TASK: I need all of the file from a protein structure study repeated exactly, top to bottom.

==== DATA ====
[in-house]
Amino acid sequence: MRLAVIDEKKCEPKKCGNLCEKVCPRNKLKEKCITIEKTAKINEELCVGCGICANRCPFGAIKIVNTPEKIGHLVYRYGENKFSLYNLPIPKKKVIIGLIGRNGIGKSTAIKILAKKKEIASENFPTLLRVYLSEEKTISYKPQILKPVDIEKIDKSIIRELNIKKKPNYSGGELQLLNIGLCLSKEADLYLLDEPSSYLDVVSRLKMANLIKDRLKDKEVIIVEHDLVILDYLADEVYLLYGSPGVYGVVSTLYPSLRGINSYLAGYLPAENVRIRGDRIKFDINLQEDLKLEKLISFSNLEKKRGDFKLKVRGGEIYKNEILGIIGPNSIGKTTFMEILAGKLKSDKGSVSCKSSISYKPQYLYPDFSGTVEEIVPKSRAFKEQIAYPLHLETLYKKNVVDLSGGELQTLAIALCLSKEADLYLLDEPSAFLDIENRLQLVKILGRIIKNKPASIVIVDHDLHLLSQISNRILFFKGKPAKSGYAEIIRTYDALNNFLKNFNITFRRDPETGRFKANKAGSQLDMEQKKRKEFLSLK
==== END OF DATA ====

[in-house]
Amino acid sequence: MRLAVIDEKKCEPKKCGNLCEKVCPRNKLKEKCITIEKTAKINEELCVGCGICANRCPFGAIKIVNTPEKIGHLVYRYGENKFSLYNLPIPKKKVIIGLIGRNGIGKSTAIKILAKKKEIASENFPTLLRVYLSEEKTISYKPQILKPVDIEKIDKSIIRELNIKKKPNYSGGELQLLNIGLCLSKEADLYLLDEPSSYLDVVSRLKMANLIKDRLKDKEVIIVEHDLVILDYLADEVYLLYGSPGVYGVVSTLYPSLRGINSYLAGYLPAENVRIRGDRIKFDINLQEDLKLEKLISFSNLEKKRGDFKLKVRGGEIYKNEILGIIGPNSIGKTTFMEILAGKLKSDKGSVSCKSSISYKPQYLYPDFSGTVEEIVPKSRAFKEQIAYPLHLETLYKKNVVDLSGGELQTLAIALCLSKEADLYLLDEPSAFLDIENRLQLVKILGRIIKNKPASIVIVDHDLHLLSQISNRILFFKGKPAKSGYAEIIRTYDALNNFLKNFNITFRRDPETGRFKANKAGSQLDMEQKKRKEFLSLK